There was no significant medical c-morbidities. Blood investigations such as WBC count, differential count, RFT, serum electrolyes, blood sugar, were within normal limits. He was diagnosed with Moderate depressive episode according to DSM 5, and after psycho educating about his illness, oral sertraline 50 mg per day and oral clonazepam 0.25 mg per day was started. His depressive symptoms significantly improved over a period of 2 weeks.

The impact of vaccination on mental health of recipients is still a matter of debate. A recent study exploring temporal association of `certain neuropsychiatric disorders following vaccination of children and adolescents found that Influenza vaccinations during the prior 3, 6, and 12 months were also associated with incident diagnoses of anorexia nervosa, obsessive–compulsive disorder, and an anxiety disorder.4 Previous studies also show a threefold increase in the incidence of narcolepsy after following the 2009 H1N1 pandemic in China, probably mediated by immunological mechanisms.5 Another study evaluated whether fluctuations in inflammation following a mild immune stimulus (the seasonal influenza vaccine) were associated with changes in daily reported features of depression for up to a week in a healthy sample of young adults. The authors found that Greater increases in IL-6 were associated with greater mood disturbance on post-vaccine days, specifically depressive symptoms, indicating that minor increases in inflammation correspondingly increases depressive features.3 To the best of our knowledge, there are no reports of psychological problems following COVID-19 vaccination till date.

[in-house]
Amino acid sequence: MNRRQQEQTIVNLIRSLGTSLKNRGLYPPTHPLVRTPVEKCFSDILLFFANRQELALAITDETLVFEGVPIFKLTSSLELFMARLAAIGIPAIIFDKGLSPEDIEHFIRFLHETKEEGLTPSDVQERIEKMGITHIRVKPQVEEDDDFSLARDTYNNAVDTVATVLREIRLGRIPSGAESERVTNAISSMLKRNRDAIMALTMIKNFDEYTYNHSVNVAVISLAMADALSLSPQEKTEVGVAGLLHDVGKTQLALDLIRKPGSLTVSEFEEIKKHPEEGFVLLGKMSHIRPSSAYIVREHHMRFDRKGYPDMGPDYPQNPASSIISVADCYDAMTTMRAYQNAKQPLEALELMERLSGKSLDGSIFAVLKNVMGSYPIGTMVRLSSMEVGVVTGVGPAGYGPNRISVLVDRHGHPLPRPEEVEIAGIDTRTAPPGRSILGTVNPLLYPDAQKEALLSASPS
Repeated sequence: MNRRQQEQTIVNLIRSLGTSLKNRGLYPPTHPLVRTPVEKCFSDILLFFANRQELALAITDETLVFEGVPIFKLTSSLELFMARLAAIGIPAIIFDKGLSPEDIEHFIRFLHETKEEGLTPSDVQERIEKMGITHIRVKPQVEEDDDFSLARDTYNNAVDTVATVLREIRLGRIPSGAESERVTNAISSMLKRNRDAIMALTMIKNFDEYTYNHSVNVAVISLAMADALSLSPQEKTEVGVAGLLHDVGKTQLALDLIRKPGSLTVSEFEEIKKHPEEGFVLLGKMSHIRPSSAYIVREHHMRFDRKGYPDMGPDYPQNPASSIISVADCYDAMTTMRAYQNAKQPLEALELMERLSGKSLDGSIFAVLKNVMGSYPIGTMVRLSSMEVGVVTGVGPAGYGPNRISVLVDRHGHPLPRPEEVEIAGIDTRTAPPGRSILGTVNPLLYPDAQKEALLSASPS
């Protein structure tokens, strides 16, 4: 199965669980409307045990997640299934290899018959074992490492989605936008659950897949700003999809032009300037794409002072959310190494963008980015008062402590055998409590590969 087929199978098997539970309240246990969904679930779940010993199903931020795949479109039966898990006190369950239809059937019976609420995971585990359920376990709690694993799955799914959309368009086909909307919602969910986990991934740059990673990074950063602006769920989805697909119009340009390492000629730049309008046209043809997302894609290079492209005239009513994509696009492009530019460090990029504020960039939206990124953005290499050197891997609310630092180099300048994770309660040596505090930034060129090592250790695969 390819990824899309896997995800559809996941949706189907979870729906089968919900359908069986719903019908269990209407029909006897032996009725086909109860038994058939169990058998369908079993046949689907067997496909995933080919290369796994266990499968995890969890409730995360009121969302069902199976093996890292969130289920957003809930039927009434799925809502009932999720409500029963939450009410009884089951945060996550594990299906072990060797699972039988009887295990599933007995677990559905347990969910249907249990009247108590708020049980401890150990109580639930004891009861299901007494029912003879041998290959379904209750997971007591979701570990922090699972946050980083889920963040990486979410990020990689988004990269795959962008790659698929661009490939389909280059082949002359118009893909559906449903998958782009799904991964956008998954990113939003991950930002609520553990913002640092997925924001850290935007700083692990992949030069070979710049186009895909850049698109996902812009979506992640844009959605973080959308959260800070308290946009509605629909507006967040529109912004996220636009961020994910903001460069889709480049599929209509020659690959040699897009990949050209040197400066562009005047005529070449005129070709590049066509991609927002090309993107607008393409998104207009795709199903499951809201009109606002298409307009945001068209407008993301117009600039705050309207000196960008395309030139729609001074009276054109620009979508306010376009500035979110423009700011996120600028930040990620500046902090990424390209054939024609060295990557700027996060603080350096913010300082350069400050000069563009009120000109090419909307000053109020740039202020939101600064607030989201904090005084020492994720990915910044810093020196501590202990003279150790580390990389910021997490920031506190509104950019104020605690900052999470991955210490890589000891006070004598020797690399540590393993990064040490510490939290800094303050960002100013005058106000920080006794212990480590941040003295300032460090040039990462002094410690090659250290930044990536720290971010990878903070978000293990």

Another possibility in our case is sickness behaviour following vaccination. Sickness behaviour is the psycho-behavioral strategy of the human body to fight infection, triggered by the proinflammatory cytokines.6 The clinical features of depression and sickness behaviour are often very similar, and there are also evidence for the possibility of a shift from sickness behavior to depression. However, sickness behaviour is often associated with fever and associated neuroendocrine changes. In our case, there was no initial fever response, suggesting lesser chance for sickness behaviour.